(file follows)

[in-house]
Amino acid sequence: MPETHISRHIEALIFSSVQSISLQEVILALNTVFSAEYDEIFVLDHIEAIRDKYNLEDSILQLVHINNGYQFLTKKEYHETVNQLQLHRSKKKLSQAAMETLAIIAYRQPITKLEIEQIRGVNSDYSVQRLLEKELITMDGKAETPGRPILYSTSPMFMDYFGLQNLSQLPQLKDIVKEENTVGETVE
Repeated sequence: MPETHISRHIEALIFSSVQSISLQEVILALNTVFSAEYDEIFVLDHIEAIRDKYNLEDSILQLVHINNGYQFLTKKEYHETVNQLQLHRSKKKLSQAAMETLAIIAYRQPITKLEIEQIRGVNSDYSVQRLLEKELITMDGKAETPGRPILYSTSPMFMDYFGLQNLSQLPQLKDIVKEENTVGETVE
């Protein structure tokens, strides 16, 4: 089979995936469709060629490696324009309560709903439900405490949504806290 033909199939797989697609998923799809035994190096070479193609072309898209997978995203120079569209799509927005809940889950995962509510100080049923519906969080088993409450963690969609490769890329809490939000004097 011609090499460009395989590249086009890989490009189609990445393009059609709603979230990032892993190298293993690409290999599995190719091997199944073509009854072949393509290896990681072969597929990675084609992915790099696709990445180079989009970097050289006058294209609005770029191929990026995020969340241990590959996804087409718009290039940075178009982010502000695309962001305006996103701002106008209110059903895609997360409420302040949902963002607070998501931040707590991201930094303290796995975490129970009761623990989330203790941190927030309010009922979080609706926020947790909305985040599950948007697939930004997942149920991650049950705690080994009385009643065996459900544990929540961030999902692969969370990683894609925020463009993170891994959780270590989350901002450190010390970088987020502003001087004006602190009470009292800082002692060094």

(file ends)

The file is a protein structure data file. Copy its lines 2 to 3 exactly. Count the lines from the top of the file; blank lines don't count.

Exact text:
Amino acid sequence: MPETHISRHIEALIFSSVQSISLQEVILALNTVFSAEYDEIFVLDHIEAIRDKYNLEDSILQLVHINNGYQFLTKKEYHETVNQLQLHRSKKKLSQAAMETLAIIAYRQPITKLEIEQIRGVNSDYSVQRLLEKELITMDGKAETPGRPILYSTSPMFMDYFGLQNLSQLPQLKDIVKEENTVGETVE
Repeated sequence: MPETHISRHIEALIFSSVQSISLQEVILALNTVFSAEYDEIFVLDHIEAIRDKYNLEDSILQLVHINNGYQFLTKKEYHETVNQLQLHRSKKKLSQAAMETLAIIAYRQPITKLEIEQIRGVNSDYSVQRLLEKELITMDGKAETPGRPILYSTSPMFMDYFGLQNLSQLPQLKDIVKEENTVGETVE